Murphy and other freshmen plan to form a bipartisan caucus to work toward solutions.
If the tea party class of 2010 was elected to stand athwart trillion-dollar deficits, yelling “Stop!,” the 2012 class seems to think it was elected to give peace a chance.
“This freshman class is going to work in a bipartisan manner. We’re not the last Congress — that was the ‘my way or the highway’ mentality. We want to work together,” said freshman Rep. Patrick Murphy, D-Fla.
Murphy and Rep. Robert Pittenger, R-N.C., are leading a group of just-elected lawmakers who say they bonded at recent orientation events for new Members. When their surprising comity and good will kept coming up in conversations, they decided to make it a formal thing.
At a news conference Thursday, the freshmen released a Feb. 13 letter signed by 31 members calling for spending cuts and new revenue to “secure the fiscal health of our Nation.” A larger group of freshmen will be forming a new caucus tentatively titled United Solutions.
“I think, one, we just like each other! We really enjoy each others’ company,” said Rep. Eric Swalwell of California.
“Normally when new classes come to Congress you’ll see an imbalance heavily tilted towards Republicans or Democrats. This class, they’re almost evenly divided [in number]. And I think that played a role in us coming together,” he added.
The letter was met by a skeptical press corps, which asked whether the agreement on broad concepts would wither on the vine when talk turned to details.
“This is a framework. This is the idea that we are going to come together and begin to kick around some ideas and put everything on the table,” said Murphy, who defeated tea party favorite Allen B. West in November.
Introducing actual legislation, Pittenger said, is “really not the intent of our group.”
The letter tilts toward the GOP’s focus on spending cuts. The political significance of the movement seems to be the willingness of freshman Democrats to embrace changes to entitlement programs, which Pittenger attributed in part to a private speech given to the lawmakers by Peter Orszag in which the former Obama budget chief scolded lawmakers on the need to reform Social Security and Medicare.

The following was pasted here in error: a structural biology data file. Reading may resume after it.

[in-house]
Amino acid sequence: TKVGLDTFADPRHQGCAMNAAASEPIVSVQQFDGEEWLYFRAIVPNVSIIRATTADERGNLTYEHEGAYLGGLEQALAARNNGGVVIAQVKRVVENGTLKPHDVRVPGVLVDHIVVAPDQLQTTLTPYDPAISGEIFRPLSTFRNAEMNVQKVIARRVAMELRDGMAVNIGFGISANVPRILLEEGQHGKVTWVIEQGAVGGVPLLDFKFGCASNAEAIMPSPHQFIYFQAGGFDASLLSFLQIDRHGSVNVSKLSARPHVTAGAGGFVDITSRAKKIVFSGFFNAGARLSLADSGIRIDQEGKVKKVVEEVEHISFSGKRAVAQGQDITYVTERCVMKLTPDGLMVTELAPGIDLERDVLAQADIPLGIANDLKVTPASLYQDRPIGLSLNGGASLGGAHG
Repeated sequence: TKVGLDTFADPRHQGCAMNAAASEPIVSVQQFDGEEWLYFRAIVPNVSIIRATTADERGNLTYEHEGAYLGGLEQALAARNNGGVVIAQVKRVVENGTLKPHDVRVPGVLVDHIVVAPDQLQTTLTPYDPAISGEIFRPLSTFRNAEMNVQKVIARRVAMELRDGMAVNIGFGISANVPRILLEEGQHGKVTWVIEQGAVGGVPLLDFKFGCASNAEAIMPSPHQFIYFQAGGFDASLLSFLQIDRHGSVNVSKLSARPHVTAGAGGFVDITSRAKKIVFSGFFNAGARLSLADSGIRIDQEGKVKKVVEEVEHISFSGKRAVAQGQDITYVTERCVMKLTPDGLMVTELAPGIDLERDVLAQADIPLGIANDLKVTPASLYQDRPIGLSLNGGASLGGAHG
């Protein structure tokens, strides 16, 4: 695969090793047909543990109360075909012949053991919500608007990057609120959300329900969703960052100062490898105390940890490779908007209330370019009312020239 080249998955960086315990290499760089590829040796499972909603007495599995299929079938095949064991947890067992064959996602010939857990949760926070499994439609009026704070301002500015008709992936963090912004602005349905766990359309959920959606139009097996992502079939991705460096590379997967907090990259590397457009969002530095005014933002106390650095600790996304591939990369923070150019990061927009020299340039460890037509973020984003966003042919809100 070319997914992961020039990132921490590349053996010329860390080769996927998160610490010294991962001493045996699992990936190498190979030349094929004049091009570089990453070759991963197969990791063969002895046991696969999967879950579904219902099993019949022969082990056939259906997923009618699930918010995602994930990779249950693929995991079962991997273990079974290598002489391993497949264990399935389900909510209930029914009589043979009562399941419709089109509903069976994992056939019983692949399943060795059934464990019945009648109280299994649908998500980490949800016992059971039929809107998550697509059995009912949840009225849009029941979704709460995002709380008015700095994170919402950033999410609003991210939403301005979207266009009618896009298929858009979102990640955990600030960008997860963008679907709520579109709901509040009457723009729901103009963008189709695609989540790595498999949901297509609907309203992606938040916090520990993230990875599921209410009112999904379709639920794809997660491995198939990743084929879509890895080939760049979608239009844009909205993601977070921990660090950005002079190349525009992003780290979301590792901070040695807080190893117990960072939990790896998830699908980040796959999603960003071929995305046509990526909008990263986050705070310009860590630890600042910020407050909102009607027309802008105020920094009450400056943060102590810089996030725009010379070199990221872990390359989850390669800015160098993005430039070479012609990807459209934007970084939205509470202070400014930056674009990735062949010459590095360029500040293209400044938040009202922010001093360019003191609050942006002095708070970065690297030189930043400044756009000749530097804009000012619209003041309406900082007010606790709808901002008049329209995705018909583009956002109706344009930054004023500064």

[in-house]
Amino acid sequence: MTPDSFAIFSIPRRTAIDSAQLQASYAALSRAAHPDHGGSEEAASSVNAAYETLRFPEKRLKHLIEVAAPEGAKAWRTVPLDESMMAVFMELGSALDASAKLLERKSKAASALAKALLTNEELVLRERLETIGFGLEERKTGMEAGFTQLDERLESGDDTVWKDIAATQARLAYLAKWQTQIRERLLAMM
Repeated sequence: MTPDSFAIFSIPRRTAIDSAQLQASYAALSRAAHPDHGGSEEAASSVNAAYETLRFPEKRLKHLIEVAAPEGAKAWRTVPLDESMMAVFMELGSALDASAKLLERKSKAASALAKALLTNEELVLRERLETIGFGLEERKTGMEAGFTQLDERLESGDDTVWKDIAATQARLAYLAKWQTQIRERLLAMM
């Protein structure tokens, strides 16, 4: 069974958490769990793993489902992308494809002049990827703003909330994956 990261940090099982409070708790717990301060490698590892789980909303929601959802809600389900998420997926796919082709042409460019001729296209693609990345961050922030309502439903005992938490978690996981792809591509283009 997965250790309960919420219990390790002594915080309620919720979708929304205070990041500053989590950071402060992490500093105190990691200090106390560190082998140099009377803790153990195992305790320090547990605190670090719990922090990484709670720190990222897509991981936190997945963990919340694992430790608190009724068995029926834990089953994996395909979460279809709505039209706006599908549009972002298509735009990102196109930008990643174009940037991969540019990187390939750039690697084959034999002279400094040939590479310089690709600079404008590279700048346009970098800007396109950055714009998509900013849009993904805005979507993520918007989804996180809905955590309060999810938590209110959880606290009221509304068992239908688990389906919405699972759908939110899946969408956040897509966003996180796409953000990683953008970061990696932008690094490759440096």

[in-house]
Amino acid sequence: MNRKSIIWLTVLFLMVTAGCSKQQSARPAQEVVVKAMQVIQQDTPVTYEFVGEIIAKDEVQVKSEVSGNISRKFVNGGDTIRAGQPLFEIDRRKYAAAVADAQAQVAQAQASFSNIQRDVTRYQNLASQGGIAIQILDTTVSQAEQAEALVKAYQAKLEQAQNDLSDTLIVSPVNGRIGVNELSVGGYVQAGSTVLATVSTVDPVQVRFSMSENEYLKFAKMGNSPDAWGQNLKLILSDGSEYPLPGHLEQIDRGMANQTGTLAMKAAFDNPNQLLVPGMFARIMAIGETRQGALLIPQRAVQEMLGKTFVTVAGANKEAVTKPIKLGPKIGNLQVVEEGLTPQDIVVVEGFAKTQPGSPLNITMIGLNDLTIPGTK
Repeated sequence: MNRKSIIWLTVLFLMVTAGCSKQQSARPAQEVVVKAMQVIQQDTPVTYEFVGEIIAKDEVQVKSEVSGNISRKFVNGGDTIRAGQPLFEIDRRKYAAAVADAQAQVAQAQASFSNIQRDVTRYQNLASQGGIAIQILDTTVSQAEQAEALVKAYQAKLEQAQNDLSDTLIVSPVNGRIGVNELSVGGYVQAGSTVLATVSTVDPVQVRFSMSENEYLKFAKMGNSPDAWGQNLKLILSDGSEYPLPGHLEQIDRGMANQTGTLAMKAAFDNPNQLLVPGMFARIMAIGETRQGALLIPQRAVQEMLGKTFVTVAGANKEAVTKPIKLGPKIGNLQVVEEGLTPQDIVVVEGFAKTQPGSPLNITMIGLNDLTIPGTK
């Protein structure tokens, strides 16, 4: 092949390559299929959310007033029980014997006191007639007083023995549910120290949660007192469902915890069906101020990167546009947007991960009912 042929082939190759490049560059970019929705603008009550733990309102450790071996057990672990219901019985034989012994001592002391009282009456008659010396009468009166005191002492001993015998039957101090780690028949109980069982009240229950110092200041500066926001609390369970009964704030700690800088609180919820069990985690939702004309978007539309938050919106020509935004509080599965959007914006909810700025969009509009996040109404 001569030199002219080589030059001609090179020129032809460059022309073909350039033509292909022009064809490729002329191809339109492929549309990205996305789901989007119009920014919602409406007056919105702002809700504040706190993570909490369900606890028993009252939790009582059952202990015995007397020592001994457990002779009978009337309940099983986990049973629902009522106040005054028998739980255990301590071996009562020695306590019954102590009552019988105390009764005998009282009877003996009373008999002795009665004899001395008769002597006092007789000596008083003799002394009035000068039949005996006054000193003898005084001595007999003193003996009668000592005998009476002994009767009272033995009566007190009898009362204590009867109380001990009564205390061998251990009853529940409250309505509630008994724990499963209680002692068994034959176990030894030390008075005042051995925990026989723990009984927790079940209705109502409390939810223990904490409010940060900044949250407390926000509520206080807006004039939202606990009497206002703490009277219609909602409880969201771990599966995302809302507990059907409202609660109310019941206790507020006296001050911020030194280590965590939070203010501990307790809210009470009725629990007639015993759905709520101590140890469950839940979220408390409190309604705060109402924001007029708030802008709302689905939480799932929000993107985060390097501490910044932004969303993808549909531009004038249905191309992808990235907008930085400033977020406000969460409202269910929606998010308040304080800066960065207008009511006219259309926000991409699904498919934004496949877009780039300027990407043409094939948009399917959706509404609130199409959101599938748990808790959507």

But the letter’s vague language — it named no particular changes — may land it in the ash heap of endless congressional letters.
“There’s a reason the letter isn’t specific” on spending cuts and new revenues, said former Rep. Steven LaTourette, a moderate Republican who left the House in January, lamenting the polarizing climate and deteriorating bipartisanship there.
LaTourette said that while he admired the group’s efforts, “I doubt they’re gonna find allies in either party’s leadership.”
The letter calls for Speaker John A. Boehner, R-Ohio, and Minority Leader Nancy Pelosi, D-Calif., to “strengthen and preserve Medicare and Social Security” by “reducing our long-term deficit and debt issues.” It also says Congress should “promote economic growth to generate revenue” by reforming the tax code to eliminate “corporate subsidies, tax loopholes and other subsidies to provide lower rates.”
At one point in the news conference, a reporter asked the Republicans on stage whether the letter’s revenues language squared with their signatures to the “Norquist pledge” not to raise taxes, which Democrats often target as a bane of bipartisanship.
It did, Pittenger said, something Norquist himself agreed with, calling the letter “incredibly helpful from my perspective.”
Referring to the Democratic participants, Norquist said, “What they’ll find out, bless their little naïve hearts, is that lower rates are a non-starter with the president of the United States. The signers of this letter have broken with Democratic orthodoxy, with the leadership of the Senate and the White House and Nancy Pelosi. The Republican signers may sound a little naive, but they did not say they want to raise taxes.”
Deluded or not, the freshmen are certainly sincere.
Democratic Rep. Ann Kirkpatrick, serving her second term representing Arizona after she was defeated by Rep. Paul Gosar in 2010, announced she would be partnering with Gosar — the very man who defeated her — to introduce a new bill this week.
“It’s still all about jobs,” she said.
This letter, added GOP Rep. Mark Meadows of North Carolina, wasn’t just a letter.
“Not only did we sign a letter, what we did was made a commitment to truly try to work together. And the sincerity of my colleagues has been echoed over and over again.”
Meadows, a Republican whose district President Barack Obama visited Wednesday, said the cooperation was on display at the orientation events.
“What I found was, they were trying to help us with some of the language to make sure that we could sell it to our colleagues, and we were trying to help them with some of the language so they could sell it to their colleagues,” he said.
Rep. Kevin Cramer said he hoped the group’s bipartisan spirit would be an example to “senior members of the leadership,” in Washington and beyond.
“I hope that they see that we’re people that care about each other. While we love our country, we love each other. And that relationships matter.”
Rep. Grace Meng, a freshman who represents a heavily Democratic district in New York, said the freshman class’s calls for bipartisanship have, in fact, started to turn heads around town.
“A lobbyist even said to me yesterday, ‘You guys are saying it so much I am actually starting to believe you!’” Meng said.
Rep. Elijah Cummings, D-Md., right, hugs Harold Schaitberger, General President of the International Association of Fire Fighters, after the Congressman spoke at the IAFF's Legislative Conference General Session at the Hyatt Regency on Capitol Hill, March 9, 2015. The day featured addresses by members of Congress and Vice President Joe Biden.